Now, the persons who left them at the range !!, thats another story. " I know it is human to err", but amunmition being left behind by police.?   Now una come better than that.  START EXPLAINING.  Of course you do not have to tell John Public, but now I would expect the whole bunch una start singing to the Commissioner what exactly took place.

    • Burn Notice says:

      I've said time and again, it is time for a no confidence vote in Baines. XXXXX

      And as for Dennie. British superiority? Where does that come from? If you drop a cup of lime in the sea, do you get an ocean of margaritas? No.  Baines, hopeless police officer though I think he is, is hand tied and shackled by all those around him. If he had a bigger pair, that wouldn't be an issue. Time has proved he hasn't. Your country, Dennie, threw out and under promoted the two men that should have been allowed to do that job unhindered. DH and SK.

      • Dennie Warren Jr. says:

        British superiority is one of the cornerstones of Colonialism, but when the RCIPS leaves ammo at the range, or lose RCIPS firearms, etc… those times are reminders of their humanity.  If you’re not a British colonialist, then my comments are not directed at you.  I don’t dislike the British, but I do find the colonial attitude repugnant.  No need to feel singled out, because I do say similar things about other elite classes…

        The following is a direct quote from The Constitution Order 2009.  S.31(3) reads, “In the exercise of his or her functions under subsection (2), the Governor shall endeavour [try] to promote good governance and to act in the best interests of the Cayman Islands SO FAR AS SUCH INTERESTS ARE CONSISTENT WITH THE INTERESTS OF THE UNITED KINGDOM.”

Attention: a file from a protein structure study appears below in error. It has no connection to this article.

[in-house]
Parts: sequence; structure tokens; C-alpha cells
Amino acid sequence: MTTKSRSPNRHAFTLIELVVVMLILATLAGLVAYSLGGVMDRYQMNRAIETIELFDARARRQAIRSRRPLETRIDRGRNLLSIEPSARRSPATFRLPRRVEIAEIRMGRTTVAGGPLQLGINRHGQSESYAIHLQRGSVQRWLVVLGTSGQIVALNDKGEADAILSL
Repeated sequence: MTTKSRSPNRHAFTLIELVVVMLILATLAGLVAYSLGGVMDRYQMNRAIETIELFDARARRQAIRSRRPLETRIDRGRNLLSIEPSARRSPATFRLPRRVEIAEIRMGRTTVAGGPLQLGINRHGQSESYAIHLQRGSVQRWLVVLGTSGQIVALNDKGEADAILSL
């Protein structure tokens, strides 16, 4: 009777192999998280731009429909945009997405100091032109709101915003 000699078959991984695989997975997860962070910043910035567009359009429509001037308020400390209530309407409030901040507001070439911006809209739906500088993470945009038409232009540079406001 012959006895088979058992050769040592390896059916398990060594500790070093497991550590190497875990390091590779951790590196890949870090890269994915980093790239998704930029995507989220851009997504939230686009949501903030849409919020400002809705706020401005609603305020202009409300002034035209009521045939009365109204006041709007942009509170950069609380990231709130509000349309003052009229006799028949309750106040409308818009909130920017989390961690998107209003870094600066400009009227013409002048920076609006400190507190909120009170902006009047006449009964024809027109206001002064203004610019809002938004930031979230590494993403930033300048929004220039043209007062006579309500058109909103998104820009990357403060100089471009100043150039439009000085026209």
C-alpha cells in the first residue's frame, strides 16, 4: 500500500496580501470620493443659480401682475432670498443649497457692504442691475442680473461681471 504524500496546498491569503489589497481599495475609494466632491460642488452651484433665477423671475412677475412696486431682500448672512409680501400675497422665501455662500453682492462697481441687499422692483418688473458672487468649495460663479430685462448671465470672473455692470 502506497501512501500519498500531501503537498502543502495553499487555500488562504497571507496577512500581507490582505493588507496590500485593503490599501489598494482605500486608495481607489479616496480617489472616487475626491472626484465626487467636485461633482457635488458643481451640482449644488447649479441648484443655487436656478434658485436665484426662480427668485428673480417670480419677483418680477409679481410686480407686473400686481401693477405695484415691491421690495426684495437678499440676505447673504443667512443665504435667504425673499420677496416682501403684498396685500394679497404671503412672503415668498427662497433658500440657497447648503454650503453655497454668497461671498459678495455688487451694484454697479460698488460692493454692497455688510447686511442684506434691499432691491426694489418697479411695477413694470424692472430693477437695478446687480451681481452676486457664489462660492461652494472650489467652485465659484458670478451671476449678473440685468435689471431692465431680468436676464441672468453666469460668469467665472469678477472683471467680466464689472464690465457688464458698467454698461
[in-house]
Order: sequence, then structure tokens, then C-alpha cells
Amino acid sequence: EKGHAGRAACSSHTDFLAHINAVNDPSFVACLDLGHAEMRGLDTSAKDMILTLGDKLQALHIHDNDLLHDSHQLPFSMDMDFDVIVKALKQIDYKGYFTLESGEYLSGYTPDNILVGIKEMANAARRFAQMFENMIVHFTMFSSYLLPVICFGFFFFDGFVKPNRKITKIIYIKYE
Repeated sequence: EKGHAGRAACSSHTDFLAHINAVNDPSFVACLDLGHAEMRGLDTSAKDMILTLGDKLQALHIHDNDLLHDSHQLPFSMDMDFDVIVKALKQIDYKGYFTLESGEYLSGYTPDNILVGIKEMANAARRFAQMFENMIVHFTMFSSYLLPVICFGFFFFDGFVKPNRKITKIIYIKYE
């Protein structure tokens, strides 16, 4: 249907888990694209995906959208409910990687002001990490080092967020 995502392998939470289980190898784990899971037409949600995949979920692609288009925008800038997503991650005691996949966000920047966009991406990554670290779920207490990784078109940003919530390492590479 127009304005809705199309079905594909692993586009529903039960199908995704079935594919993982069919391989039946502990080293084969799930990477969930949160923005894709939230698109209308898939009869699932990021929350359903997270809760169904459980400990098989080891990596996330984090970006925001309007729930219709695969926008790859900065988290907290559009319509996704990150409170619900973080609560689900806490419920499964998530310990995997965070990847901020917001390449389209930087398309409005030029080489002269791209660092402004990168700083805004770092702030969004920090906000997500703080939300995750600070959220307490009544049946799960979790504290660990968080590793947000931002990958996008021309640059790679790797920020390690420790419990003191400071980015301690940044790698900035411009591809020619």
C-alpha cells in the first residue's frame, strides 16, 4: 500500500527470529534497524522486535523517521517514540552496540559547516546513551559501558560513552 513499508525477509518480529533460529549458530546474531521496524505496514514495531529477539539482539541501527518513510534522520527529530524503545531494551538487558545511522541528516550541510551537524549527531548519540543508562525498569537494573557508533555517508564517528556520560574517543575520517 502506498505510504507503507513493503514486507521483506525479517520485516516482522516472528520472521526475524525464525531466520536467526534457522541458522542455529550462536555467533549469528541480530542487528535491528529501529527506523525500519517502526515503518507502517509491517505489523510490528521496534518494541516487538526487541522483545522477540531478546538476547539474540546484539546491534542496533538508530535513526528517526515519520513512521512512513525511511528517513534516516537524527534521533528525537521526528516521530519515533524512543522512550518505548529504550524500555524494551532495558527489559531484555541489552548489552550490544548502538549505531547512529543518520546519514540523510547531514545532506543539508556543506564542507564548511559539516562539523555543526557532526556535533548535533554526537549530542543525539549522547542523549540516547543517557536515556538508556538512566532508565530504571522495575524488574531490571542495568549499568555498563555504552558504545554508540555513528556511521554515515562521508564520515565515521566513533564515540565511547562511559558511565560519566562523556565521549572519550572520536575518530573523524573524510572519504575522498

In other words, local interest can be ignored.  However, my interest will not be ignored, whether you believe me or not.

        DH yes, but SK and DB are equally undesirable.

    • Anonymous says:

      We should start a wager pool to guess what they will lose next.  A police car?  A police station?


  36. Dennie Warren Jr. says:

    So much for British superiority!

    • Philip says:

      Dennie ,
      Looks like the RCIP might be looking for a new firearms officer, and you have some large legal bills to pay, perhaps you should apply for a job

    • Anonymous says:

      Wonder who's axx will be grass for that not so smart move.  Who's house are they going to search for that great meandering?  The cobweb is surely smothering the RCIP.  DW didn't have to wait very long for their exposure (gun/ammo).

    • Anonymous says:

      But, Dennie, are you sure it wasn't Caymanian cops who left them there?

      • Dennie Warren Jr. says:

        I’m not sure saying it twice will make a difference, so maybe CNS could ask the RCIPS to supply the public with the nationality of the officer.

    • Anonymous says:

      Not  exactly a fair comment now is it. Many of those offices who were at the CIGC are indeed Caymanian along with expat officers. Not everyone dislikes the British.

      Sure is a case of slackness I agree.

    • Anonymous says:

      I wonder where the thumbs down came from?  Yes, the truth hurts.

    • Twyla Vargas says:

      To really speak the truth, I must say that I believe in fairness, whether it is Caymanian or the British Police.   Where as British superiority is concerned, this could happen under the watch of any commisioner British or Caymanian; and mind you do not for one moment think that I am thinking British , I only want to view fairness.

      I am sure there has to be an explanation for what took place, and I do believe the Commissioner will exercise a proper investigation, still keeping into consideration that it is human to err.  And "Yes we may say AMMUNITION" !! and I totally agree.  However, lets see where the chips may fall.  Another thing is, I believe, is that  the public should not have the relay stick to run with, that is for the runners, and the public to watch.  

    • Anonymous says:

      Where does 'British Superiority' come into this? Do you have any evidence that it was Britsh cops from the RCIPS that left the amo rather than those of any other nationality, including Caymanian? XXXXXX

  37. Knot S Smart says:

    Keystone Cops…

  38. Anonymous says:

    Has the RCIPS completed its internal investigation into the missing weapon(s)?



    • Anonymous says:

      Guess they were the sames ones who checked DW jr's house.  What a big joke.